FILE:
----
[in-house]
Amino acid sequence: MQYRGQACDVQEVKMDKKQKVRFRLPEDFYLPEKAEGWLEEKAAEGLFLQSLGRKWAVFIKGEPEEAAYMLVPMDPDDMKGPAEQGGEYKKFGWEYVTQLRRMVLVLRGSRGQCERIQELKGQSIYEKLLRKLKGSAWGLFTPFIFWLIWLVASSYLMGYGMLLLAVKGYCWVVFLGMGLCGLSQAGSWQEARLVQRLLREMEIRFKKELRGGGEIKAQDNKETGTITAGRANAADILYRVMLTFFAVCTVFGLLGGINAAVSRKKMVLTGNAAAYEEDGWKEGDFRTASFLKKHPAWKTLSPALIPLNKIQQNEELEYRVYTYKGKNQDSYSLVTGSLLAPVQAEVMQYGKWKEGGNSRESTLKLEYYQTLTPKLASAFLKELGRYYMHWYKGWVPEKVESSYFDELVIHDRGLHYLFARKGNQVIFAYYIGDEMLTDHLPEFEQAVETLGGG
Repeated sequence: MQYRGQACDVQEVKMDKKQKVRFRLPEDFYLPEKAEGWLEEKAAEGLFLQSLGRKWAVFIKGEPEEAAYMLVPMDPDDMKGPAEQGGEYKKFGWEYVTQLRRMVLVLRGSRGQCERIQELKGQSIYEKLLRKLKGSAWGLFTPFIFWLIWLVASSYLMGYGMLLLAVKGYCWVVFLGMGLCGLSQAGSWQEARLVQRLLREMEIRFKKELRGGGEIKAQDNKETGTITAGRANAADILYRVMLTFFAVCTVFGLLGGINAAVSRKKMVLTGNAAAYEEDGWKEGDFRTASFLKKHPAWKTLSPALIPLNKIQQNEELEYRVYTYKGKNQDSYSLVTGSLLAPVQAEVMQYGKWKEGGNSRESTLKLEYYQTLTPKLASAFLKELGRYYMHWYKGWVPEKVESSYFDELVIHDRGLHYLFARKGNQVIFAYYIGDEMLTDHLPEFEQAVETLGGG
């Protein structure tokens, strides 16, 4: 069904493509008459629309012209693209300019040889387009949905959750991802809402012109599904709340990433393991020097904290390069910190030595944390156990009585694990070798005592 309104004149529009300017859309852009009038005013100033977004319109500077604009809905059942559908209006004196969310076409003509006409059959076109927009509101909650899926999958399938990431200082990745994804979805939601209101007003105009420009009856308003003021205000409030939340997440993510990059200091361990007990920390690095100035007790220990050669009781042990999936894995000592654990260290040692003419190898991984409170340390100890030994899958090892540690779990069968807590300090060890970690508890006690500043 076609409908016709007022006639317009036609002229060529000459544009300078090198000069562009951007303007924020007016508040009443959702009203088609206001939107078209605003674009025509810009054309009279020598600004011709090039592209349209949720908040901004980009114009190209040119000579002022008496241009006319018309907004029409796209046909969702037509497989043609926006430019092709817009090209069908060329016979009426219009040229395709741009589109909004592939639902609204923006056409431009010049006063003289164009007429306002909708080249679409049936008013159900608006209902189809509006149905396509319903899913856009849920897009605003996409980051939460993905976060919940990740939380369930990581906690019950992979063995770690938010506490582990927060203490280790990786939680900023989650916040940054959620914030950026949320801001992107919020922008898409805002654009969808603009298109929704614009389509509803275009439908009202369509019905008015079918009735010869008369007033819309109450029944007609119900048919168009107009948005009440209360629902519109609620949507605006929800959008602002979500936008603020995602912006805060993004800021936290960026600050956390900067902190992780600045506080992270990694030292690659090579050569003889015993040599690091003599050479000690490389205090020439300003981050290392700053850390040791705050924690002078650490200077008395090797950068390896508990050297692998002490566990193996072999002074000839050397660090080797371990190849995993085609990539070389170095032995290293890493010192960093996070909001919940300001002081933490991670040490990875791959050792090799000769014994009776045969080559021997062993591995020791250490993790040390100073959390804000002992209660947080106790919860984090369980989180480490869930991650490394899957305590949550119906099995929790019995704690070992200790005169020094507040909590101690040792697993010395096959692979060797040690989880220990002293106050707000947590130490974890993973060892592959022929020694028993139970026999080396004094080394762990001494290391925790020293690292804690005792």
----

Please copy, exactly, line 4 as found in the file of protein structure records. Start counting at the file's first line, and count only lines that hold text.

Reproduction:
């Protein structure tokens, strides 16, 4: 069904493509008459629309012209693209300019040889387009949905959750991802809402012109599904709340990433393991020097904290390069910190030595944390156990009585694990070798005592 309104004149529009300017859309852009009038005013100033977004319109500077604009809905059942559908209006004196969310076409003509006409059959076109927009509101909650899926999958399938990431200082990745994804979805939601209101007003105009420009009856308003003021205000409030939340997440993510990059200091361990007990920390690095100035007790220990050669009781042990999936894995000592654990260290040692003419190898991984409170340390100890030994899958090892540690779990069968807590300090060890970690508890006690500043 076609409908016709007022006639317009036609002229060529000459544009300078090198000069562009951007303007924020007016508040009443959702009203088609206001939107078209605003674009025509810009054309009279020598600004011709090039592209349209949720908040901004980009114009190209040119000579002022008496241009006319018309907004029409796209046909969702037509497989043609926006430019092709817009090209069908060329016979009426219009040229395709741009589109909004592939639902609204923006056409431009010049006063003289164009007429306002909708080249679409049936008013159900608006209902189809509006149905396509319903899913856009849920897009605003996409980051939460993905976060919940990740939380369930990581906690019950992979063995770690938010506490582990927060203490280790990786939680900023989650916040940054959620914030950026949320801001992107919020922008898409805002654009969808603009298109929704614009389509509803275009439908009202369509019905008015079918009735010869008369007033819309109450029944007609119900048919168009107009948005009440209360629902519109609620949507605006929800959008602002979500936008603020995602912006805060993004800021936290960026600050956390900067902190992780600045506080992270990694030292690659090579050569003889015993040599690091003599050479000690490389205090020439300003981050290392700053850390040791705050924690002078650490200077008395090797950068390896508990050297692998002490566990193996072999002074000839050397660090080797371990190849995993085609990539070389170095032995290293890493010192960093996070909001919940300001002081933490991670040490990875791959050792090799000769014994009776045969080559021997062993591995020791250490993790040390100073959390804000002992209660947080106790919860984090369980989180480490869930991650490394899957305590949550119906099995929790019995704690070992200790005169020094507040909590101690040792697993010395096959692979060797040690989880220990002293106050707000947590130490974890993973060892592959022929020694028993139970026999080396004094080394762990001494290391925790020293690292804690005792």